We have the mind-set and skillset to say yes to things that other agencies will not take up.
So we’ve worked with NGOs, hospitality industry, automobile industry, we have done PR for several brands in e-commerce industry to name a few.
We are constantly evolving and taking our business forward in terms of gaining experience and in terms of giving user-experience to our clients.
I look at the good and well-known strategy companies; they do not have more than 20 people working for them. The big strategy companies may have 1000+ individuals working for them, but the good foreign-based strategy companies, like in the Netherlands and Eastern Europe, don’t have more than 15-20 people working for them, and not more than 5 clients.
That is a stable business goal.
… and tell us about approaching ‘traditional challenges in an unconventional way’… Can you share a couple of such solutions?
Brands like ICICI, who have been in the market for more than 20 years, were finding difficulty in selling life insurance to distinctive customers such as the Muslim diaspora who do not believe in life insurance.
Or perhaps the mothers who don’t buy life insurance because they don’t believe that something wrong can happen to her child and God is there to protect them, or wealthy businessmen who don’t believe in getting life insurance because as far as they are concerned… there is no ROI to it.
We changed the whole scenario for them by offering digital personal marketing to them with proper sales to their particular audience, which has not happened through any other agency.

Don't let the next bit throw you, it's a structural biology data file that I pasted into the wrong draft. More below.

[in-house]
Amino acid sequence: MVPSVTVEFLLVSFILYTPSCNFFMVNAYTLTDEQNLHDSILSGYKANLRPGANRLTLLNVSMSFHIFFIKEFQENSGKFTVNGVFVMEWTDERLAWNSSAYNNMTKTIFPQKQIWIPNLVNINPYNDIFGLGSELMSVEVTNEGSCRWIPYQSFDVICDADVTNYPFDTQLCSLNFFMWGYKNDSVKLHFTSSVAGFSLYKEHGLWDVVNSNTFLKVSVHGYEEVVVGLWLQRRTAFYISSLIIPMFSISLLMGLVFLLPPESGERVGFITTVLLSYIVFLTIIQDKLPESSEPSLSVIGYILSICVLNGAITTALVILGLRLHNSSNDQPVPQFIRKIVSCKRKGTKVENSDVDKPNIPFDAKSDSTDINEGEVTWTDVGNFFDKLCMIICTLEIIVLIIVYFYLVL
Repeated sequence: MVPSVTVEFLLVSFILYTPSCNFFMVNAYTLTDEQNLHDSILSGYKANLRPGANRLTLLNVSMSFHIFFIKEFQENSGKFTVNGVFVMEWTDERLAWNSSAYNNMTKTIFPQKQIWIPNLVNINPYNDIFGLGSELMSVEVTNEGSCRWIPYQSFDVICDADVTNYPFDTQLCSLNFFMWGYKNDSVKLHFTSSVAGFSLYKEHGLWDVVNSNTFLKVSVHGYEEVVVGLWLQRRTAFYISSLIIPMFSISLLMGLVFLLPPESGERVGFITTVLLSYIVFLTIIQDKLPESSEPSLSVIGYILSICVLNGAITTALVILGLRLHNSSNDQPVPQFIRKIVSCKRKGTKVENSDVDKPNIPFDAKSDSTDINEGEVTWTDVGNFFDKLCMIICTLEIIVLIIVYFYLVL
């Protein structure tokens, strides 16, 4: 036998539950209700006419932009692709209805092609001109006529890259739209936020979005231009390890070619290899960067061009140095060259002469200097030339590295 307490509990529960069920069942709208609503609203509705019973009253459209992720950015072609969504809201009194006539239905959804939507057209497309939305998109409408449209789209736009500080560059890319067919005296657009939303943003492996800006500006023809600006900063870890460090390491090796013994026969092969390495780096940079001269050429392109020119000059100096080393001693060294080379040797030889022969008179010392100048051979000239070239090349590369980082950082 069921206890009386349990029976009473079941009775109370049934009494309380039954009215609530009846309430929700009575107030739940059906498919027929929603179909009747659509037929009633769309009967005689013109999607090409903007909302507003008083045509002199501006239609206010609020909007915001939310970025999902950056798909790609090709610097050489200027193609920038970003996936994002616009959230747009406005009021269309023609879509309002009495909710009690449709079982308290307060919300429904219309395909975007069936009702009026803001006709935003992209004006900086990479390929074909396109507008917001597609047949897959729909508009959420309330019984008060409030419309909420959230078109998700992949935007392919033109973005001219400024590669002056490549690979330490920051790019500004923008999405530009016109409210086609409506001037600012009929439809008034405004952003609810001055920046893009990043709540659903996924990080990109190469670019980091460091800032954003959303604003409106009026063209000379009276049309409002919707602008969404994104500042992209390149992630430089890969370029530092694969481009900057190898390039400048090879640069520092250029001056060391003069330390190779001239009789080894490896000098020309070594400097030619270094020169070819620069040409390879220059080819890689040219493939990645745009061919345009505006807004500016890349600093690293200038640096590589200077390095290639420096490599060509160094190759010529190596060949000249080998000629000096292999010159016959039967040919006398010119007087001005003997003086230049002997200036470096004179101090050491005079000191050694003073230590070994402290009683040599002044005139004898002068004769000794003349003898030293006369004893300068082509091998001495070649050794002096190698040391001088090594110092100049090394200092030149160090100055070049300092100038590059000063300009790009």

So we took a problem and solved it for a prominent company that had been facing this difficulty constantly.
Another example that comes to mind is that of Torrent Pharma, a very traditionally run family pharmaceutical business based out of Ahmedabad. We were the first agency to convince them to get on to a digital platform and take up digital marketing.
Currently, they are not doing digital marketing with any other agencies. We helped them recruit employees through digital marketing, which was something new and different for them.
What’s the kind of client you’d love to have? I mean, what are the traits, behavior, knowledge, value sets etcetera that an SS client must possess? What are the deal-breakers?
We want clients who are willing to take the risk to think out-of-the box… clients who believe that an agency can bring something to them — a solution or a data point to change their existing game… clients who are looking at expanding their business and who look at digital marketing and content marketing as an investment… e-commerce clients who are looking to put out good content because content is the only thing that will bring people to your doorsteps…
Deal-breakers for us are people who don’t have their brief in place, and do not pay us on time. As an agency, we have to start over everything from scratch, which is time-, resource- and money-consuming, and not getting paid for the hard work we have put in is a big ‘No’ for us.